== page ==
Visualization of As(iii) and As(v) distributions in degraded paint micro-samples from Baroque- and Rococo-era paintings
Orpiment and realgar, both arsenic sulfide pigments respectively used for their vivid yellow and red-orange hues, are two of many artists' pigments that appear not to be stable upon light exposure, quickly degrading to arsenic trioxide and arsenate. This often results in whitening or transparency in the painted surfaces. While conventional techniques such as microscopic Raman (μ-RS) and microscopic Fourier transform infrared (μ-FTIR) spectroscopies can allow a quick and relatively easy identification of the orpiment, realgar, artificial arsenic sulfide glass and, to some extent, arsenic oxide, the identification and visualization of distributions of the degradation products – and especially arsenate compounds – in the paint micro-samples is generally more challenging. This challenge is due to the rather unfavorable limit of detection and low spectral resolution of such conventional spectroscopic techniques. This restricts the conclusions that can be drawn regarding the conservation state of valuable works of art. In this paper, we present how synchrotron radiation (SR) based techniques can overcome this challenge while working on painting cross-sections taken from a 17th-century painting by the Flemish artist Daniël Seghers (oil on canvas, Statens Museum for Kunst, Denmark) and an 18th-century French Chinoiserie (private collection, France). SR micro-X-ray fluorescence (μ-XRF) mapping analysis performed on a visually degraded orpiment-containing paint stratigraphy reveals that arsenic is distributed throughout the entire cross-section, while X-ray absorption near edge structure (μ-XANES) demonstrated that the arsenic is present in both arsenite (As-III) and arsenate (As-V) forms. The latter compound(s), despite being barely identifiable by means of FTIR, were not only located at the surface of large and partially altered grains of arsenic sulfide but also spread throughout the entire paint stratigraphy. Their presence and distribution are attributed either to the complete degradation of smaller arsenic sulfide grains or to migration of the arsenates within the paint layer away from their original location of formation. The combination of μ-XRF and μ-XANES was very useful for the characterization of the advanced degradation state of the arsenic-containing pigments in paint systems; this type of information could not be obtained by means of conventional spectroscopic methods of microanalysis.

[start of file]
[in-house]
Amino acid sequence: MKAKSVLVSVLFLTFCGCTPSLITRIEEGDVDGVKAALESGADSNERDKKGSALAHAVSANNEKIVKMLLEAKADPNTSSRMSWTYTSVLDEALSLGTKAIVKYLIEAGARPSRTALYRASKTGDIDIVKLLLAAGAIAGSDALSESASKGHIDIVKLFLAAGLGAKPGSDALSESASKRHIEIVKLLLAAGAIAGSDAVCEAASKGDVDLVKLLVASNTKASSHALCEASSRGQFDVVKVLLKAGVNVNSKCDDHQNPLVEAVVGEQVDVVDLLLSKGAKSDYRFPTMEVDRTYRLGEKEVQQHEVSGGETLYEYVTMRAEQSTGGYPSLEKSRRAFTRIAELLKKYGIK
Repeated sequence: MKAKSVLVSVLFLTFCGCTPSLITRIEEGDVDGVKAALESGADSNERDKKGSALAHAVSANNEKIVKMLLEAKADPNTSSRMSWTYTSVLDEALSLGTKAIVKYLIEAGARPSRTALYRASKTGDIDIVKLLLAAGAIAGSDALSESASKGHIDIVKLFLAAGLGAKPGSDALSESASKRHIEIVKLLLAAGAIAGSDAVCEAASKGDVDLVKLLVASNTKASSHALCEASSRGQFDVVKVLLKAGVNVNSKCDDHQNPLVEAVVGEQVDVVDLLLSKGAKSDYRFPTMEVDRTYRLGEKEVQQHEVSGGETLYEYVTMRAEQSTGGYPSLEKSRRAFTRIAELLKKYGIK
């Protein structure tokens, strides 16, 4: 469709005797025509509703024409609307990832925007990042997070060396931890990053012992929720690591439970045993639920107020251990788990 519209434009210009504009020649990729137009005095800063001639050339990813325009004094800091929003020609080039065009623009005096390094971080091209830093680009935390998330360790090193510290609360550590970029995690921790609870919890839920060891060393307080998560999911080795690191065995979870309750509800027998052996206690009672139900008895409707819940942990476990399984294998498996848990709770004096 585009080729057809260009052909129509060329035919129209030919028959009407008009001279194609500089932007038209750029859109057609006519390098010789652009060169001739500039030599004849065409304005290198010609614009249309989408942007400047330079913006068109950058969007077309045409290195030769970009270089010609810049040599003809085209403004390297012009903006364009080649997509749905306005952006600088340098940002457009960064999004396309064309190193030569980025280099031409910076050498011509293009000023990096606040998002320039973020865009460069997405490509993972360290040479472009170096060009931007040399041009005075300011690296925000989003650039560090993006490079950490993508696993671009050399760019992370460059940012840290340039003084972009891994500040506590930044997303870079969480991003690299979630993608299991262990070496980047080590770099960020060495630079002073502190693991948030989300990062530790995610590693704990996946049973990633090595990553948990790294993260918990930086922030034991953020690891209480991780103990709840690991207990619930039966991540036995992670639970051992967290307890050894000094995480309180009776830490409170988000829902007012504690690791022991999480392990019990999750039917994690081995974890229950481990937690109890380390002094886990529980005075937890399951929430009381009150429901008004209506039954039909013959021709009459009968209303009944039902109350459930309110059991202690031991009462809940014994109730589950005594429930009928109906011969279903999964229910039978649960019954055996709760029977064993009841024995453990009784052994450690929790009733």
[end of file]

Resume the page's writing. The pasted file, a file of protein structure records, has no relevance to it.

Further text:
- This article is part of the themed collection: Speciation Analysis